With Good Reason

Slavery: The Rise of American Capitalism
March 8th, 2014

Timothy_H._O'Sullivan_-_Slaves,_J._J._Smith's_Plantation,_South_Carolina_The tribulations of Solomon Northup, a free black man from upstate New York, are depicted in the popular film 12 Years a Slave. In a soon to be published book, Calvin Schermerhorn (Virginia Foundation for the Humanities Fellow) documents how the business of slavery gave rise to American capitalism. Also featured: With Good Reason producer Kelley Libby checks in on a log cabin-building workshop on the grounds of Montpelier, the former home of President James Madison. The cabin is a replica of a dwelling that once housed enslaved people on Madison’s plantation.

Later in the show: The contributions that Irish nuns made to help destitute immigrant Catholic children in New York City were instrumental in developing modern American social institutions like foster care and welfare. Maureen Fitzgerald (College of William and Mary) says before the nuns aided these children, they were being sent to live with Protestant families outside NYC, often never seeing their parents again. Also: Cindy Hahamovitch (College of William and Mary) compares the history and experience of guest workers in the United States to other countries.

6 Responses to “Slavery: The Rise of American Capitalism”

  • I am interested in following up on the Dred Scott case as one of the causes of the Civil War.

    Oscar A Torres=Luqui
  • I am interested in the Dred Scott case, and its consequences in the US political system.

    Oscar A Torres=Luqui
  • As a Christian retired university professor who is completing a book about the intersection of Religion and Social Science I have two questions:how did Christianity enable slavery and business to coalesce and grow until the Civil War? Did religion provide a Biblical justification for the institution of slavery and business interests until the Civil War? Thank you.

    Dr. Herbert L. Green, Jr.
  • Dear Mr. Torres: The Dred Scott case was indeed important, and that was for several reasons. The case involved an enslaved man, Dred Scott, who had been taken to states and territories in which slavery was outlawed. Scott sued for his freedom, lost, appealed, won, and the case was taken by the Supreme Court. The politically-influenced decision was supposed to stop the political damage over the issue of slavery extension in the territories. Instead it inflamed many northerners and failed to mollify pro-slavery southerners. In short, it exacerbated political tensions instead of settling the issue. The majority decision was also sweeping: African-descended Americans had no civil rights, which was judicial overreach in the view of most Republicans and a chilling setback for African-descended Americans already subject to severe restrictions if not outright slavery. The best recent overview of the politics of the decision is in William W. Freehling’s _Road to Disunion, Vol. 2: Secessionists Triumphant, 1854-1861_ , chapter 9. The classic work on the subject is Don E. Fehrenbacher, The Dred Scott Case: Its Significance inn American Law_.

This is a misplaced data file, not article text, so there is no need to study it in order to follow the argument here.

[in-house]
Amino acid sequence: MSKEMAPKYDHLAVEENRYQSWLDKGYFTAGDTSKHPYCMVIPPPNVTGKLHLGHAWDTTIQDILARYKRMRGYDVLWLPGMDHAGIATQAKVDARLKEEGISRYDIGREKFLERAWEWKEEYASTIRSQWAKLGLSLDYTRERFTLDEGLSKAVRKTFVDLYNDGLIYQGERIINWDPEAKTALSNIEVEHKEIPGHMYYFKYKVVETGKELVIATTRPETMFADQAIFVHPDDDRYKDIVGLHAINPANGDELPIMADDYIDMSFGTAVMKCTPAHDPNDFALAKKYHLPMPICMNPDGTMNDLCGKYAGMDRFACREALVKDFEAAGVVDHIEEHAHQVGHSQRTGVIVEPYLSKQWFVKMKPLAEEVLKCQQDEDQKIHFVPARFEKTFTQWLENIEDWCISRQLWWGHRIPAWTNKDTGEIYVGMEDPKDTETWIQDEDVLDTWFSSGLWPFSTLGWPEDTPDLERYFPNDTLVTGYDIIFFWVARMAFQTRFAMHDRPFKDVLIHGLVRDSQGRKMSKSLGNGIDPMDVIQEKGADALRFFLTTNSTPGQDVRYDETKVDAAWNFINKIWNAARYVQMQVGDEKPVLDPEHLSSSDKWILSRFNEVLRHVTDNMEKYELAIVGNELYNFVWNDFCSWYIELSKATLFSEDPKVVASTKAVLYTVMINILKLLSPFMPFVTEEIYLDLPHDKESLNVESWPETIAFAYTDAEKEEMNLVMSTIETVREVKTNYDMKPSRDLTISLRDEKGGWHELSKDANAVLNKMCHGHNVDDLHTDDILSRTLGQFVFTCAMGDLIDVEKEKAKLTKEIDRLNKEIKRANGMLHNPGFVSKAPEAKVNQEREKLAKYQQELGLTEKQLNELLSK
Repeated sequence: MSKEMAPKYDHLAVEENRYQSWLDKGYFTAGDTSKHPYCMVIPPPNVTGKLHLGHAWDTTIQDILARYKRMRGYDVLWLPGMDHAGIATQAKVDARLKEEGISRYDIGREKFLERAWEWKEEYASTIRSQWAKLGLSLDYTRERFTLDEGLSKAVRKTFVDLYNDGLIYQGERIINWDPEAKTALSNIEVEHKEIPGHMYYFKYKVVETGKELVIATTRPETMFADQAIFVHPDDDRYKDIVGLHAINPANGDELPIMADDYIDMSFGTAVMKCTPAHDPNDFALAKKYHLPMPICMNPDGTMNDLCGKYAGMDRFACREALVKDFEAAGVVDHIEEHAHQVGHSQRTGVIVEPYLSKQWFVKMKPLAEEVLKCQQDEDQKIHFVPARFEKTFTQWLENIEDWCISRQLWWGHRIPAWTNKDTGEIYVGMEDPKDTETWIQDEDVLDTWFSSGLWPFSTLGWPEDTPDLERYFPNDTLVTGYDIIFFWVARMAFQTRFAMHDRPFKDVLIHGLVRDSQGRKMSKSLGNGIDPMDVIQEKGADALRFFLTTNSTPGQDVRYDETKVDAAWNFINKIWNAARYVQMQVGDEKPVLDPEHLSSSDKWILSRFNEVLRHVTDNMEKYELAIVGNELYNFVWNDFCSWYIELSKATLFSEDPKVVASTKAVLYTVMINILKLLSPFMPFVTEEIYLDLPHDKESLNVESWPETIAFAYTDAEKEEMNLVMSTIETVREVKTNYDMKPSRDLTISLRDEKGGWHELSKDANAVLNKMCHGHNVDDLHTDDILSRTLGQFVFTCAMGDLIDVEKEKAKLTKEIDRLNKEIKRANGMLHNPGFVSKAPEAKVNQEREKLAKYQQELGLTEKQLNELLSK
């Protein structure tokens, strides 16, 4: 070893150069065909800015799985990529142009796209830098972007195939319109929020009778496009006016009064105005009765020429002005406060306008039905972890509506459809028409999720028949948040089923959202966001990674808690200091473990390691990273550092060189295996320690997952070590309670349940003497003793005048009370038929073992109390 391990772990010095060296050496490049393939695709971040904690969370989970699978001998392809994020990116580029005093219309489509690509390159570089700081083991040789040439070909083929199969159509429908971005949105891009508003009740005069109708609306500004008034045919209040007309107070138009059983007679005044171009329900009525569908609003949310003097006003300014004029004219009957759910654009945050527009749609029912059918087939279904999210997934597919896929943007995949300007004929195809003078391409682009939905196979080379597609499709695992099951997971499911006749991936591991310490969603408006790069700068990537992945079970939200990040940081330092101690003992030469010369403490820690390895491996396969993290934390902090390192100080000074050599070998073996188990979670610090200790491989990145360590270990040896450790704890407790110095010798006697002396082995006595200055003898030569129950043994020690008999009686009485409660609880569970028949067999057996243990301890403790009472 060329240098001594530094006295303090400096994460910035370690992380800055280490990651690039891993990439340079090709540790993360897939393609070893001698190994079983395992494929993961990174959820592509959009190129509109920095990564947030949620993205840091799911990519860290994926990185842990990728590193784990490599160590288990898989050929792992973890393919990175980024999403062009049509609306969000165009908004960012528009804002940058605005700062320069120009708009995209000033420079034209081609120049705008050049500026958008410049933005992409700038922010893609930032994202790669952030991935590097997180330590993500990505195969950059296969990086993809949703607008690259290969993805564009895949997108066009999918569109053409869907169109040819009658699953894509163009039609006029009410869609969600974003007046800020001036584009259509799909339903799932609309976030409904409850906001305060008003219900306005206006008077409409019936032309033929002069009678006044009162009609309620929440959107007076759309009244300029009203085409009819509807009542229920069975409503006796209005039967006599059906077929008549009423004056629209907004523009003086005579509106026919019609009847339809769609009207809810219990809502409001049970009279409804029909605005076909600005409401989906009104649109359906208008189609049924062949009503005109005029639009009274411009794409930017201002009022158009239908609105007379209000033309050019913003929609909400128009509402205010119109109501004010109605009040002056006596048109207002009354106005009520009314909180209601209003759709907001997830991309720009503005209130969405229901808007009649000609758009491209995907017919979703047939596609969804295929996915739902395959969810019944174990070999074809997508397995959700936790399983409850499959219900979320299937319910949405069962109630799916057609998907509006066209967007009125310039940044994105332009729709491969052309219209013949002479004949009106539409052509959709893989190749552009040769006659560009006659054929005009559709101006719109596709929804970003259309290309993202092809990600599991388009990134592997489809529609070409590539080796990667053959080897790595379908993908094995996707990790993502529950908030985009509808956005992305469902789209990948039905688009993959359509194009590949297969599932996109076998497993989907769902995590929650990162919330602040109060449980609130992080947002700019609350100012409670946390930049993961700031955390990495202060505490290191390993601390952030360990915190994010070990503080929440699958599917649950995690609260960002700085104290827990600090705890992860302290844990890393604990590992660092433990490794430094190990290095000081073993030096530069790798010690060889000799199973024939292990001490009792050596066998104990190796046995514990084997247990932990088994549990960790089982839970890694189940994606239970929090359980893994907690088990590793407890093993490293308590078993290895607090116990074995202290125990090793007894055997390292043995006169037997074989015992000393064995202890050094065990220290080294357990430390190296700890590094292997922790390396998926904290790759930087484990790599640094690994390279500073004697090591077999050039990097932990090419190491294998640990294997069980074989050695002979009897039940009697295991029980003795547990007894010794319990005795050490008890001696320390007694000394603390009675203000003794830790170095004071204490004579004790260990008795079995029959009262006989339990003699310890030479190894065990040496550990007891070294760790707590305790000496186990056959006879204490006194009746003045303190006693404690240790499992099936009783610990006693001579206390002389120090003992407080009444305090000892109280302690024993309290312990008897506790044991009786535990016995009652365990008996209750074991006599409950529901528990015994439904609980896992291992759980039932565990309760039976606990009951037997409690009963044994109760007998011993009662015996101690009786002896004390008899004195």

-Calvin Schermerhorn

    Dear Dr. Green: Your book sounds very interesting and important. Let me try to answer your questions succinctly. Strictly speaking, Christianity did not enable firms to conduct the slavery business more efficiently. For instance, many states had usury laws prohibiting interest rates above a certain percentage. Bankers, slave traders, and shippers may have been Christian as a matter of confession and conscience, but I do not see their religious beliefs at work promoting their traffic in human beings. On the other hand, abolitionist evangelicals were among the most vocal critics of the immoral business of selling and buying human beings. Activists like Frederick Douglass and William Lloyd Garrison preached the Bible against slavery, as you are no doubt aware.

    To your second question, some evangelical slave owners gave Biblical justifications for enslaving fellow human beings, but there were very few (none come to mind) who used the Bible to justify actually selling enslaved people. Those who did, like Charles Colcock Jones of Georgia, tended to set the bar fairly high for their own conduct toward enslaved people, even if they tended to fall far short. A few evangelicals did manumit bondspersons because of their Christian convictions.

    Most slave traders whom I have come across gave reasons of racial inferiority as reasons that helped them buy and sell fellow human beings. In sum, therefore, I do not think that the Bible or American Christianity gave tools to those plying the business of slavery. By the same token, some slave traders were practicing Episcopalians, Catholics, et cetera, who managed to set aside Christian theology when doing business. In the end, I think one could argue that Christianity tended to favor abolition and equal rights even though a minority of pro-slavery Christians claimed Biblical justifications for enslavement.
    -Calvin Schermerhorn

  • How can I obtain a copy of With Good Reason Show on March 13, 2014 (Kelly Libby) Slavery: The Rise of American Capitalism

  • Hello Betty,

    Thank you for your interest in this edition of With Good Reason.
    We’d be more than happy to send you a CD. Just email me your address at em8x@virginia.edu.

    Elliot Majerczyk

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